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G-8 Summit Focuses on Economy, Security, Developme


G-8 Summit Focuses on Economy, Security, Development

(Leaders expected to emphasize shared values over divisions)

By Andrzej Zwaniecki and Wendy S. Ross Washington File Staff Correspondents

Evian, France -- Leaders of industrial powers, other countries and multilateral institutions have gathered in France to tackle questions of global security, sluggish world growth and development in poor nations while trying to overcome divisions stemming from the war in Iraq.

The June 1-3 summit of the Group of Eight (G-8) in Evian, France, is not expected to bring a major break-through on any of those issues, according to private analysts. But leaders of the world's most industrialized countries -- Canada, Germany, France, Italy, Japan, the United Kingdom, the United States -- and Russia are under pressure to take bolder actions, first of all to stimulate the global economy and accelerate anemic economic growth.

During a May meeting of G-8 finance ministers in France, U.S. Treasury Secretary John Snow said that the United States had done its part by lowering interest rates, cutting taxes twice in two years and improving corporate governance, and called on other G-8 countries to take decisive steps -- each country in its own way -- to "spur growth, create jobs and contribute to global prosperity."

Economists and market analysts, however, say moving ahead with essential structural reforms in Japan, Germany, and the overall European Union (EU) and overcoming trade frictions between the United States and the European Union may prove to be difficult. World Trade Organization (WTO) trade liberalization talks have stalled, primarily over differences on reform of agricultural subsidy systems. The United States also has filed a case in the WTO against an EU moratorium on approvals of genetically modified agricultural products for planting or import.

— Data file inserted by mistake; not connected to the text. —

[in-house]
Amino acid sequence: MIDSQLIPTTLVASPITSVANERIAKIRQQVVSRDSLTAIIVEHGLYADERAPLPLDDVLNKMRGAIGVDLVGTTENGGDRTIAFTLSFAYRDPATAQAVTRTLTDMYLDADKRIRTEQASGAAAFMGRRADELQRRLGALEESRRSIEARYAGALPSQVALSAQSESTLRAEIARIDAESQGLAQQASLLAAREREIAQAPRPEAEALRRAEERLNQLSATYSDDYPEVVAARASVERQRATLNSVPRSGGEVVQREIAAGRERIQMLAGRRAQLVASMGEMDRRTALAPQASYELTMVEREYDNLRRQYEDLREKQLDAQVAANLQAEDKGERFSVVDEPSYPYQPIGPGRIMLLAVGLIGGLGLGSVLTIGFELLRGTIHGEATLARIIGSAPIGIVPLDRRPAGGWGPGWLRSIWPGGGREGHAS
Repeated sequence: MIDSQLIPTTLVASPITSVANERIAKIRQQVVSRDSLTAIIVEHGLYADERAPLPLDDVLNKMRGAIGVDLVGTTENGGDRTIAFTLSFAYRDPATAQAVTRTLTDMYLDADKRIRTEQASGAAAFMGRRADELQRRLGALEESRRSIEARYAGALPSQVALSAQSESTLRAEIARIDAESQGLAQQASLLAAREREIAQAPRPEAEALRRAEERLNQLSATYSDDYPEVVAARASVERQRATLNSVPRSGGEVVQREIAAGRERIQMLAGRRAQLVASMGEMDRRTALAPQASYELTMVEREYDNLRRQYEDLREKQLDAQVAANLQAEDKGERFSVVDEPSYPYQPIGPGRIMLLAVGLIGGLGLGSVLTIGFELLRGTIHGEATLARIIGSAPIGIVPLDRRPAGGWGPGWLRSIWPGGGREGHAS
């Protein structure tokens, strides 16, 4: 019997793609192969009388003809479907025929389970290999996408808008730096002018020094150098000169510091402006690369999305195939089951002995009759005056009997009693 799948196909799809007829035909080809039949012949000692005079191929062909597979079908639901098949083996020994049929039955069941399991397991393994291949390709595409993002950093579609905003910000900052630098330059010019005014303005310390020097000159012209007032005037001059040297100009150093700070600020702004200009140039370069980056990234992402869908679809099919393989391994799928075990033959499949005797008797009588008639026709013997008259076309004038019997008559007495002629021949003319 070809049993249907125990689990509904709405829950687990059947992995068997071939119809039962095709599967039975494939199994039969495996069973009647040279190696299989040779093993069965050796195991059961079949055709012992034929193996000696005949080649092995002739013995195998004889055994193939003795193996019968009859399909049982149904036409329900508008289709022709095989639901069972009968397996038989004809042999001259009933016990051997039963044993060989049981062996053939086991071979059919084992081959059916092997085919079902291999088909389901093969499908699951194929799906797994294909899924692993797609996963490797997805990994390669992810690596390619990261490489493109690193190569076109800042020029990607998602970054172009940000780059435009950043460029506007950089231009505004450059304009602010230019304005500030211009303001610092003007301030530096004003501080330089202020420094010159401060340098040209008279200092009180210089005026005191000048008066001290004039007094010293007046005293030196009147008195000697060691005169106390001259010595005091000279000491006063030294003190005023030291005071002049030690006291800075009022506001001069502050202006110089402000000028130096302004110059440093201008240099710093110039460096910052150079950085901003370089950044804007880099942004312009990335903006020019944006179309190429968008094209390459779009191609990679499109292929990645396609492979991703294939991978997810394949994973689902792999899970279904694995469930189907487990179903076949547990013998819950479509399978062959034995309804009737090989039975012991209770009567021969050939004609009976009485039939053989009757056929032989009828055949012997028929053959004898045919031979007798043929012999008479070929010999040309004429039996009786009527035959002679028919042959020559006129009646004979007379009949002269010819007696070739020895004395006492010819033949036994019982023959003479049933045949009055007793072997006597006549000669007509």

World business leaders, concerned that these and other obstacles may be reinforced by geopolitical divisions, called in advance of the summit on heads of state to put political differences behind them and make a strong commitment to the success of the WTO multilateral trade round, according to news reports.

And in the period leading up to the summit principal players have indeed tried to strike conciliatory notes.